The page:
"Men are not ants," William says to Matty, matter-of-factly.  It's a reminder that our habit of looking to the animal world to explain something about human nature is an act of anthropomorphism, that is to say, an act of projection.  Although what we conclude can be unpleasant, we can comfort ourselves by looking at the animal world and seeing ourselves reflected; we can say, look, that's just the way it is.  For Harald Alabaster, the social lives of insects are proof of a divine pattern he is desperate to see.  Darwin's ideas have arrived to threaten cultured belief in intelligent design, and Alabaster, who is old and frail, must ward them off to assuage his own fears of death.  But the animal world is incredibly diverse, and Byatt tells us that we can find anything in it, if we look hard enough.  What is much harder is to really look at people: see, for instance, how William Adamson steadfastly refuses to see the way in which his assistant Matty Crompton is better suited for him than Eugenia Alabaster.

Fears of death are even more explicit in the second novella, "The Conjugial Angel."  It's set among a small group of dabblers in the occult, who meet frequently to perform seances and the popular 19th century psychic practice known as "automatic writing."  Each of these characters is touched by grief: a woman who has lost several infants, all named Amy; a woman trying to reach her shipwrecked explorer husband; and the sister of Alfred, Lord Tennyson, who, like her brother, has spent decades dealing with the grief over the drowning death of her fiance Arthur Hallam.  Hallam is the subject of Tennyson's famous poem "In Memoriam A. H. H.," one of the most beautiful meditations on death in the English language.  In Byatt's account, Emily, who has since remarried, has always been conflicted by the depth and fame of her brother's famous poem; she has often felt like Alfred's grief has crowded out her own, and at the same time the poem's composition and reception have kept her, and Alfred, from any sort of closure.  That's emphasized when the medium, a weirdo named Sophy Sheekhy, conjures up Hallam's moldering and confused old spirit, who has been unable to "cross over" into the spirit world.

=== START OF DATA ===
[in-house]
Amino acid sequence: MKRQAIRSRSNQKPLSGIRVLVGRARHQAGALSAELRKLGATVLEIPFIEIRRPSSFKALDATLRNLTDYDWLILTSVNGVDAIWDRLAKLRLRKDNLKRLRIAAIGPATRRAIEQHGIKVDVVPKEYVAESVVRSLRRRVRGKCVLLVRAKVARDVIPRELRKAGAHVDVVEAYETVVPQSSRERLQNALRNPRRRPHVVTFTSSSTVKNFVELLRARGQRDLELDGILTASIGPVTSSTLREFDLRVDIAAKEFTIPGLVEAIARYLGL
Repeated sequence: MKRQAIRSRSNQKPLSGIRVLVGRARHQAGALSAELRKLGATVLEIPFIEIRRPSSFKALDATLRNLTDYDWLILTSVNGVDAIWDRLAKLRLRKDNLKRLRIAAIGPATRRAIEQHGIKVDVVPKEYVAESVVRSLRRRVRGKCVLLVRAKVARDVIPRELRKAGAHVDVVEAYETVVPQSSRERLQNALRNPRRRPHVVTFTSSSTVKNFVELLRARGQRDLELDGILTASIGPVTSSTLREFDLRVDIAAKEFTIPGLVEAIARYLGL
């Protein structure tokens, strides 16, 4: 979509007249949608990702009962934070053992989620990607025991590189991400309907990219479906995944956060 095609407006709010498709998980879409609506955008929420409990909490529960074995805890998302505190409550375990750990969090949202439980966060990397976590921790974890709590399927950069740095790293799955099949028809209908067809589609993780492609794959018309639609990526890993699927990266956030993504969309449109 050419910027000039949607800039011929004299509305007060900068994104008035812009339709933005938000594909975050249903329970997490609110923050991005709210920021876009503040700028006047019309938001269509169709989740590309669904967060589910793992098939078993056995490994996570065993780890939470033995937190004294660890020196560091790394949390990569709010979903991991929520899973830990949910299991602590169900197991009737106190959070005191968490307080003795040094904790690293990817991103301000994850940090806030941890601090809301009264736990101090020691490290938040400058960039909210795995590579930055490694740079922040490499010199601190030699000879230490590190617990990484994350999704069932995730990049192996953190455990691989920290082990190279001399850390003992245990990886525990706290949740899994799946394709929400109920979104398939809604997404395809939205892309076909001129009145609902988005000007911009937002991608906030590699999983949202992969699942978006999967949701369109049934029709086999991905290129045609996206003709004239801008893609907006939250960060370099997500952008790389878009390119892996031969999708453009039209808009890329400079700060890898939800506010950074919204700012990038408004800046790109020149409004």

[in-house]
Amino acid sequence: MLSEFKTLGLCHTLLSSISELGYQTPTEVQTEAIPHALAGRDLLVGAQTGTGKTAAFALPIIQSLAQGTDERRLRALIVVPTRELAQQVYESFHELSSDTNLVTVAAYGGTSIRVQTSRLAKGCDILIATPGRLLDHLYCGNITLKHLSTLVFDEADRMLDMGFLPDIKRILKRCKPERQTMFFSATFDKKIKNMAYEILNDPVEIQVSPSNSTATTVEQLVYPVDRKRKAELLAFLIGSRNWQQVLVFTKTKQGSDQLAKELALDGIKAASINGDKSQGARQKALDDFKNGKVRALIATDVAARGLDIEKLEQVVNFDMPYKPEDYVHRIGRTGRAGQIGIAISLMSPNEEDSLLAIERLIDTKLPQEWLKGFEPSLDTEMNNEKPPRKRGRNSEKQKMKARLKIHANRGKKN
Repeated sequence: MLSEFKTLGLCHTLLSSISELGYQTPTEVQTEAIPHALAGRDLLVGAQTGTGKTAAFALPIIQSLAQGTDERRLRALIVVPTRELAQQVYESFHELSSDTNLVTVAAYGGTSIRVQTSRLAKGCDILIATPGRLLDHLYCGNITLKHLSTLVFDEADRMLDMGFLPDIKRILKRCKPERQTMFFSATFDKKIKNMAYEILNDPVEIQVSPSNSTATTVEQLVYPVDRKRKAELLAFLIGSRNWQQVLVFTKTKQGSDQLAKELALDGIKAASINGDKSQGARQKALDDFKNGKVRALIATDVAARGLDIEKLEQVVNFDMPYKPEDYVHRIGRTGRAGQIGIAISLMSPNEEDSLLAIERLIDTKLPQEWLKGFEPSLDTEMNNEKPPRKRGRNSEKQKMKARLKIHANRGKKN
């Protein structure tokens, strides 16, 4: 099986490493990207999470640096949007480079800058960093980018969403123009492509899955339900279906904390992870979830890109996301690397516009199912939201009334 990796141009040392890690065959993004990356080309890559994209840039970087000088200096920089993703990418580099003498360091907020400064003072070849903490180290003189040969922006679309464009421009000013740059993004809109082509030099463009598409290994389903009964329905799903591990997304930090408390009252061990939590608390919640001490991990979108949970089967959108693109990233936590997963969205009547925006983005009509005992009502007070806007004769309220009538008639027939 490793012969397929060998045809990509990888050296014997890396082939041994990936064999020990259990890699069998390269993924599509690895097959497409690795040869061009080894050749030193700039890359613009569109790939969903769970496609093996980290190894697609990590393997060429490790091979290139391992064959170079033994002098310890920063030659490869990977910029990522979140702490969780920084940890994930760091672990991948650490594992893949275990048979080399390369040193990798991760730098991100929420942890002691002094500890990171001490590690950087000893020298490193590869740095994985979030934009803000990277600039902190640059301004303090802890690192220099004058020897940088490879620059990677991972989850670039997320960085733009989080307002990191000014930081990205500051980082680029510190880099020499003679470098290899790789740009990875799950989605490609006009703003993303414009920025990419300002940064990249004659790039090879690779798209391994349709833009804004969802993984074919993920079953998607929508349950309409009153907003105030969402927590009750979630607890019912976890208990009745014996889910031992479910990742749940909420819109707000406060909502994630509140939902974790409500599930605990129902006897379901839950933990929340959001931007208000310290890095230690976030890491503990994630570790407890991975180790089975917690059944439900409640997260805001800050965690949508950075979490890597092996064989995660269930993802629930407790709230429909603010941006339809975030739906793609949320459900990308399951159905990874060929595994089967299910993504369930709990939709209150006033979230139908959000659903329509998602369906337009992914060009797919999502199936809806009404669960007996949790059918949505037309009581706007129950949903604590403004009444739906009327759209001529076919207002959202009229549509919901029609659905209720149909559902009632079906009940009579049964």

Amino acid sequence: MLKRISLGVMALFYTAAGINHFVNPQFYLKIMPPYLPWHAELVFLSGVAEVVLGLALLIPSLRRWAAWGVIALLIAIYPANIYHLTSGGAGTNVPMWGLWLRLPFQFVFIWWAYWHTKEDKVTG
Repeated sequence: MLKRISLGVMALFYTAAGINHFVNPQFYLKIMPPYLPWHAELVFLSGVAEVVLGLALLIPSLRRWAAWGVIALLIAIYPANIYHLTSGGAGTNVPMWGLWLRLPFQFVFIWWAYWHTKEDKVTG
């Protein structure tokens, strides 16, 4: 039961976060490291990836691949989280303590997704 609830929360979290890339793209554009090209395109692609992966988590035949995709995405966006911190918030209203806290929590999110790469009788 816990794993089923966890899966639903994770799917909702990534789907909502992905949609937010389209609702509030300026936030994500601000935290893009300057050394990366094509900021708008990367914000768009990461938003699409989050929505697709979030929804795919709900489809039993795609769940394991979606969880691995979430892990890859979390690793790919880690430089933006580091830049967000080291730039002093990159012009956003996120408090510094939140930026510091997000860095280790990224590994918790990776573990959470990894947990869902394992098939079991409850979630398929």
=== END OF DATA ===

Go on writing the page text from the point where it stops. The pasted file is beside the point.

"The Conjugial Angel" would be familiar to readers of Byatt's PossessionIt, too, is centered on a 19th century poet, and Byatt's reading of Tennyson is deep and thoughtful.  It's a little knottier than "Morpho Eugenia," partly because it's an ensemble piece that really lacks a main character, and partly because so much of it really is a kind of literary criticism.  You get the impression that it might work best for "In Memoriam A. H. H." superfans, wherever they are, but for those of us who are only passingly familiar with the poem--or like most people, not familiar at all--it's hard to shake the idea that we're missing some crucial knowledge to make the novella work.  That being said, it's got some great moments, especially when it imagines a strange and colorful spirit world.  But it's "Morpho Eugenia," with its Victorian gothic narrative and colorful descriptions of insects, and which looks down at the ground instead of up to the heavens, which is going to stay with me most.